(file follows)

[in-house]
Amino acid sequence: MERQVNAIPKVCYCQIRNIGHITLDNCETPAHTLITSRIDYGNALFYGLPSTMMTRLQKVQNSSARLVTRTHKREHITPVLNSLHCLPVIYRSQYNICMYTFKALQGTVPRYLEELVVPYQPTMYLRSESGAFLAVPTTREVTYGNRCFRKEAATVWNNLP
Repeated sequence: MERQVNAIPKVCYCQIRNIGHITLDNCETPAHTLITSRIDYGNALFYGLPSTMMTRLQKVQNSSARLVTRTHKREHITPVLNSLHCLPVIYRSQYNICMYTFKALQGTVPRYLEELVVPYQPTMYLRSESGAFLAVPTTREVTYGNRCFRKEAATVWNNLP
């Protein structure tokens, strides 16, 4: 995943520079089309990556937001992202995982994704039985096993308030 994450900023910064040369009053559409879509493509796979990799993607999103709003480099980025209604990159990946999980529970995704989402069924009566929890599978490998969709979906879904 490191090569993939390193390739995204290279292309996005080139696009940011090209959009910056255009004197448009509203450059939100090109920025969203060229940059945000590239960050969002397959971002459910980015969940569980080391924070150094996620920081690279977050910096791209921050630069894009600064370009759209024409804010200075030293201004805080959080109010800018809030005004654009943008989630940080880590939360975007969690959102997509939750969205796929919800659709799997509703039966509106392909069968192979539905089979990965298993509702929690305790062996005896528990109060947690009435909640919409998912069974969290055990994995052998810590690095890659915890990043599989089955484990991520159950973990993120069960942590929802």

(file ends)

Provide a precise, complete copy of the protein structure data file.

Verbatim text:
[in-house]
Amino acid sequence: MERQVNAIPKVCYCQIRNIGHITLDNCETPAHTLITSRIDYGNALFYGLPSTMMTRLQKVQNSSARLVTRTHKREHITPVLNSLHCLPVIYRSQYNICMYTFKALQGTVPRYLEELVVPYQPTMYLRSESGAFLAVPTTREVTYGNRCFRKEAATVWNNLP
Repeated sequence: MERQVNAIPKVCYCQIRNIGHITLDNCETPAHTLITSRIDYGNALFYGLPSTMMTRLQKVQNSSARLVTRTHKREHITPVLNSLHCLPVIYRSQYNICMYTFKALQGTVPRYLEELVVPYQPTMYLRSESGAFLAVPTTREVTYGNRCFRKEAATVWNNLP
């Protein structure tokens, strides 16, 4: 995943520079089309990556937001992202995982994704039985096993308030 994450900023910064040369009053559409879509493509796979990799993607999103709003480099980025209604990159990946999980529970995704989402069924009566929890599978490998969709979906879904 490191090569993939390193390739995204290279292309996005080139696009940011090209959009910056255009004197448009509203450059939100090109920025969203060229940059945000590239960050969002397959971002459910980015969940569980080391924070150094996620920081690279977050910096791209921050630069894009600064370009759209024409804010200075030293201004805080959080109010800018809030005004654009943008989630940080880590939360975007969690959102997509939750969205796929919800659709799997509703039966509106392909069968192979539905089979990965298993509702929690305790062996005896528990109060947690009435909640919409998912069974969290055990994995052998810590690095890659915890990043599989089955484990991520159950973990993120069960942590929802």